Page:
Digital Ocean Secretly Wants You to Switch to Larger Droplets ?
Digital ocean is a hugely popular cloud services provider. Recently crossing 1 million launched VMs. With sophisticated UI and cheapest prices on the block, they are providing an awesome service. They are frequently giving out coupon codes making it easier/attractive to get started.
Digital ocean have several limitations as a cloud service provider, but one thing they can boast of is less than a cent per hour hosting. Their lowest droplet plan is of $5 per month, with respectable 512MB RAM. SSD is the MVP for digital ocean, you see that written in big bold letters on every advertisement out there. But interesting thing is that they give zero swap space by default.
Swap space is a dedicated memory for OS on disk, and their disk being SSDs should be a lot faster than HDDs considering 0 seek time and multiple reads. Technically there machines should have a very fast swap space compared to other HDD based cloud services providers like, AWS. But their default configuration has no swap. Their forums are cluttered user complaining about ‘out of memory’ issues of MySql and what not.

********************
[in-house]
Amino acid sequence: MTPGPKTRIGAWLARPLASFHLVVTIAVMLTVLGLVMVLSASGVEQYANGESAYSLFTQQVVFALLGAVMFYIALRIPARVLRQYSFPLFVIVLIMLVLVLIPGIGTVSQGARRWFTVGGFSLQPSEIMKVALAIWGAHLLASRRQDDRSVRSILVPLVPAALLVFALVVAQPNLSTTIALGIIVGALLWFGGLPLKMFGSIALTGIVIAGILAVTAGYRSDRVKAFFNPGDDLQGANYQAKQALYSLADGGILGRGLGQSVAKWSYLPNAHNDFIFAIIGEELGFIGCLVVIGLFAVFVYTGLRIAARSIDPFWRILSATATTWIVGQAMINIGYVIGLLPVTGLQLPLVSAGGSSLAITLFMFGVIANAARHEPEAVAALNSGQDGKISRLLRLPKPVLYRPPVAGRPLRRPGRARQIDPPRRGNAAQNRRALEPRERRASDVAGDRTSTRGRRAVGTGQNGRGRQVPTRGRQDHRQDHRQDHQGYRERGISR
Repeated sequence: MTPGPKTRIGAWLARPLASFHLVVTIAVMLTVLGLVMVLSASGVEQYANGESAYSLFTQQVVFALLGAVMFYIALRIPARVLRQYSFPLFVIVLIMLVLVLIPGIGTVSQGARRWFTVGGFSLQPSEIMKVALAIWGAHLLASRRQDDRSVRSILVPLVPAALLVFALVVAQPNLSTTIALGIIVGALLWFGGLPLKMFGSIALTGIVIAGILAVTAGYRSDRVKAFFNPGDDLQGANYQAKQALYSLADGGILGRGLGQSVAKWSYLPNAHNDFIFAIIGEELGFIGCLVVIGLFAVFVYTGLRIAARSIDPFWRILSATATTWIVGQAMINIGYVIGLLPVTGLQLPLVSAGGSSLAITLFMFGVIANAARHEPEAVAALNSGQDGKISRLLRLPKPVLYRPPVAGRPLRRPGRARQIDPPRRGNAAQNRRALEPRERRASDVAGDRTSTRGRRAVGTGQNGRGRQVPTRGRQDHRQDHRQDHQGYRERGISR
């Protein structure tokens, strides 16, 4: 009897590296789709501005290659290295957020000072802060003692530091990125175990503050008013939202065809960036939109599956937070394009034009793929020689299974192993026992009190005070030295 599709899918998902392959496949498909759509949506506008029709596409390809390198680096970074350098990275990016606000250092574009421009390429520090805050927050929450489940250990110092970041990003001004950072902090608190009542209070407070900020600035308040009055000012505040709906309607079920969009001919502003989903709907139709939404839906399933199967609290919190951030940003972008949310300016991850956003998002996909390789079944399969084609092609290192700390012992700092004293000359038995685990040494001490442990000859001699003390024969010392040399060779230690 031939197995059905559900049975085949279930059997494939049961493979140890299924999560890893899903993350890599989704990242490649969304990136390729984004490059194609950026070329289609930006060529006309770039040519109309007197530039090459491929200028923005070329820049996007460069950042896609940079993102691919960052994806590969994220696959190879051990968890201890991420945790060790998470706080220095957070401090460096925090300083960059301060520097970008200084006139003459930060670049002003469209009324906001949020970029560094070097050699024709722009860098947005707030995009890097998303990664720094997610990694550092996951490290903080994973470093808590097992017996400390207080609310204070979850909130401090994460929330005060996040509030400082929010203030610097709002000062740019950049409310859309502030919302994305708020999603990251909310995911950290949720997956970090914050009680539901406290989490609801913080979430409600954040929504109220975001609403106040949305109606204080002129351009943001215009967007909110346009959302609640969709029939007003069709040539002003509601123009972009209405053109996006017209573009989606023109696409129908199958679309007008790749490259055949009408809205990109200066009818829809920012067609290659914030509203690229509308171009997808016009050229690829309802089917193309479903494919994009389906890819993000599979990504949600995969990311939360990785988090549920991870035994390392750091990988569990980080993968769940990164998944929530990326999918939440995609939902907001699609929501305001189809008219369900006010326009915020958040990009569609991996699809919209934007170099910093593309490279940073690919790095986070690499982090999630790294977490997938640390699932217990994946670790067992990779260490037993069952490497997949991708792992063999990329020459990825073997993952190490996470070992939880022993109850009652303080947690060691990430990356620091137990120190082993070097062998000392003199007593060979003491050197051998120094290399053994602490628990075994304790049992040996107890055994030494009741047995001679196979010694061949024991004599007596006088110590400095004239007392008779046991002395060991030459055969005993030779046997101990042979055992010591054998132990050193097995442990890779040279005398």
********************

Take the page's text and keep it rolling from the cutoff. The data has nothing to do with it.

They are giving these cheap plans for the sake of “Cheapest provider in market” tag. But they want their users to use larger machines. They have written blog posts about how to enable swap space but they won’t do it by default, knowing very well most of the user won’t do it at all and will just go for larger droplets even if there RAM needs are minimal. This a silent way for them for discouraging $5-10 low memory VMs.
Users are coming to there platform because they are most cost efficient option out there They start working on their lower performance VMs. This is a quiet intelligent and disguised way for pushing them to use larger VMs. Cheaper VMs serve the purpose of bringing users to there service and slowly out of memory issues appears. Zero swap space is an intelligent way to make them feel that they need bigger droplets.
It would be interesting to see some metrics on how many users upgrade there VMs from these smaller sizes compared to other service providers.